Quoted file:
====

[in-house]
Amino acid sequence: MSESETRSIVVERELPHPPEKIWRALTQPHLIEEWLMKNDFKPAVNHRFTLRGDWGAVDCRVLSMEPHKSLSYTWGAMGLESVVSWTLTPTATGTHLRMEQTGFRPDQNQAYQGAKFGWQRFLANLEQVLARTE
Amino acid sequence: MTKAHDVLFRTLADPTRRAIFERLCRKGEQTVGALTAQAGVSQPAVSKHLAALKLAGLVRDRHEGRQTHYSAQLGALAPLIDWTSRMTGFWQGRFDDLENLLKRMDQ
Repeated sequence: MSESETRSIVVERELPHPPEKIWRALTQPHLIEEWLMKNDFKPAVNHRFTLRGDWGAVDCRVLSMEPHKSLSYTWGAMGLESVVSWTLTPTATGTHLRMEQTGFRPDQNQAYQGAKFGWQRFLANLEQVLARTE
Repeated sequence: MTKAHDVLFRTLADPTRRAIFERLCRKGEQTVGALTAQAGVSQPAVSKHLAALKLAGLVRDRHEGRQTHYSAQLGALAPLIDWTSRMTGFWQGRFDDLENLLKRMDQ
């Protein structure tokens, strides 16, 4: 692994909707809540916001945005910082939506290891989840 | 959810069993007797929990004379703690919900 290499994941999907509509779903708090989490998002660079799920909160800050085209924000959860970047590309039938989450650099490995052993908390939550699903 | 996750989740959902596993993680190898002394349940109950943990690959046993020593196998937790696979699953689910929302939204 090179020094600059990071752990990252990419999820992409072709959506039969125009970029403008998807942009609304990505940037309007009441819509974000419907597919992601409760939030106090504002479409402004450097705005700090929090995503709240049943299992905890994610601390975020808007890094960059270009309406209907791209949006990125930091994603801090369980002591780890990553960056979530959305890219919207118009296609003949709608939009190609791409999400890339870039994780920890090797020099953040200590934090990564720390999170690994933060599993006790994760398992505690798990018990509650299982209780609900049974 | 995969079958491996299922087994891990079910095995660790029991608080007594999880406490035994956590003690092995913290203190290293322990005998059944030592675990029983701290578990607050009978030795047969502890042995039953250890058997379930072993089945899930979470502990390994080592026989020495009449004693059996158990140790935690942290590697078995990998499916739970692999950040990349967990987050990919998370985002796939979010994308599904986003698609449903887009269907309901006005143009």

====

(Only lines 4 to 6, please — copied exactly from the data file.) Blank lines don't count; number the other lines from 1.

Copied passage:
Repeated sequence: MSESETRSIVVERELPHPPEKIWRALTQPHLIEEWLMKNDFKPAVNHRFTLRGDWGAVDCRVLSMEPHKSLSYTWGAMGLESVVSWTLTPTATGTHLRMEQTGFRPDQNQAYQGAKFGWQRFLANLEQVLARTE
Repeated sequence: MTKAHDVLFRTLADPTRRAIFERLCRKGEQTVGALTAQAGVSQPAVSKHLAALKLAGLVRDRHEGRQTHYSAQLGALAPLIDWTSRMTGFWQGRFDDLENLLKRMDQ
């Protein structure tokens, strides 16, 4: 692994909707809540916001945005910082939506290891989840 | 959810069993007797929990004379703690919900 290499994941999907509509779903708090989490998002660079799920909160800050085209924000959860970047590309039938989450650099490995052993908390939550699903 | 996750989740959902596993993680190898002394349940109950943990690959046993020593196998937790696979699953689910929302939204 090179020094600059990071752990990252990419999820992409072709959506039969125009970029403008998807942009609304990505940037309007009441819509974000419907597919992601409760939030106090504002479409402004450097705005700090929090995503709240049943299992905890994610601390975020808007890094960059270009309406209907791209949006990125930091994603801090369980002591780890990553960056979530959305890219919207118009296609003949709608939009190609791409999400890339870039994780920890090797020099953040200590934090990564720390999170690994933060599993006790994760398992505690798990018990509650299982209780609900049974 | 995969079958491996299922087994891990079910095995660790029991608080007594999880406490035994956590003690092995913290203190290293322990005998059944030592675990029983701290578990607050009978030795047969502890042995039953250890058997379930072993089945899930979470502990390994080592026989020495009449004693059996158990140790935690942290590697078995990998499916739970692999950040990349967990987050990919998370985002796939979010994308599904986003698609449903887009269907309901006005143009």